As first-year Emory students move into campus residence halls this weekend, they will be met with a busy schedule of orientation activities intended to welcome them to the Emory experience.
In addition to time-honored traditions like the Coca-Cola Toast, members of the Class of 2020 will discover a variety of ways to begin forging deeper connections within the campus community — from learning about service opportunities and meeting with faculty and staff to finding their own voices in helping shape the campus culture.
But beyond the excitement of creating a new campus home, orientation represents an important, foundational time for new students, says Michael Toney, director of orientation for the Office of Undergraduate Education.
“Orientation is really laying the groundwork for their experience at Emory — an introduction to what you can get from your time here,” Toney explains. “And we’re here to help students establish those connections with peers and faculty and staff.
On Saturday, more than 1,300 first-year students, plus transfer students, will begin the four-day orientation experience at Emory’s Atlanta campus — an introduction to life at Emory that ranges from moving into residence halls and meeting with academic advisers to vaccine clinics, ice cream socials, exploring academic interests, campus tours and peer discussions. Returning Emory students and continuing students from Oxford College will move in on Sunday.
Meanwhile, Oxford College welcomes more than 500 first-year students; most will move in and begin new student orientation on Friday, while new international student orientation runs throughout this week. Sophomores at Oxford move in on Tuesday, Aug. 23, although some arrive earlier to help lead orientation activities.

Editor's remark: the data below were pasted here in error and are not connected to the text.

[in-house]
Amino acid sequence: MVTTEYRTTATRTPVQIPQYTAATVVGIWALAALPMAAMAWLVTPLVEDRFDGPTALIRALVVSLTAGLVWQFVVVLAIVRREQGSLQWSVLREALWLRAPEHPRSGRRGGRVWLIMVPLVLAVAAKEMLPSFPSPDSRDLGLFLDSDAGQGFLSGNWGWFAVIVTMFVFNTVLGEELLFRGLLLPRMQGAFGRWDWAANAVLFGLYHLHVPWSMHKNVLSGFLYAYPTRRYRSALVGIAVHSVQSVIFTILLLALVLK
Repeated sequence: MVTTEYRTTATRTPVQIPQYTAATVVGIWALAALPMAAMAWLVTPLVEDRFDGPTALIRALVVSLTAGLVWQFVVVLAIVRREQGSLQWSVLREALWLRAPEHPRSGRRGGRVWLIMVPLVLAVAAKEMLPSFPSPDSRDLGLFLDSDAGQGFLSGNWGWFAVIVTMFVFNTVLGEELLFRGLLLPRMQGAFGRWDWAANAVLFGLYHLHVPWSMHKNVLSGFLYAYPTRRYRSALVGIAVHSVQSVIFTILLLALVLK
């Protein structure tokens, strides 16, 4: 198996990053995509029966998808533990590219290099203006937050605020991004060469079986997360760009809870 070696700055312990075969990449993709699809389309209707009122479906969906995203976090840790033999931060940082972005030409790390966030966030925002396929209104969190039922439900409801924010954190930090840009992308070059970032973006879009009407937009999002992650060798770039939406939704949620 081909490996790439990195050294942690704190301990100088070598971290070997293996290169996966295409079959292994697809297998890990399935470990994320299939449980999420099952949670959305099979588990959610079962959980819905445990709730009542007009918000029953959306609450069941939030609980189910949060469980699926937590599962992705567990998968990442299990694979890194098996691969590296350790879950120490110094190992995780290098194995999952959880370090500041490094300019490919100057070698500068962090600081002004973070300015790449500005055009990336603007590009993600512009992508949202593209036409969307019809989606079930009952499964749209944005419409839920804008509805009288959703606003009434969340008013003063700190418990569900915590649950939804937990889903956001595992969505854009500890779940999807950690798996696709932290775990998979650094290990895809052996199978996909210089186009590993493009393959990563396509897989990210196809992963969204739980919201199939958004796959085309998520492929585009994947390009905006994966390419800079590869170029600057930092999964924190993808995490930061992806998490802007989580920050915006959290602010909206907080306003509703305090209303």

“Our student leaders bring an immeasurable amount of excitement and love for Oxford to orientation. Families and new students arrive on campus and can immediately feel the welcome and warmth — and it's not just the August heat,” says Rhiannon Hubert 05Ox 07C, Oxford's assistant dean for Campus Life and director of student involvement and leadership.
Although new-student orientation activities on both campuses formally conclude Tuesday — the day before classes officially start — Toney looks at it as just the beginning, an exercise in helping students take some solid first steps into campus life.
“It’s really important to look at these four days of orientation as a process, not an event,” he adds. “We’re beginning a conversation that will impact how students will shape their first year here.”
For incoming students, the orientation experience actually began months ago, with a series of online training modules, a weekly newsletter, course registration, and introductions to fellow classmates and campus programs via social media.
It’s all important in fostering a sense of belonging in a new community, which can be critical in building a successful college experience, says M. DeLa Sweeney, director of social justice education and interim director of Emory’s Office of Multicultural Programs and Services (OMPS).
That’s one reason that new students on the Emory campus will be invited to attend a number of special “Connection Point” events during orientation on Saturday, which include: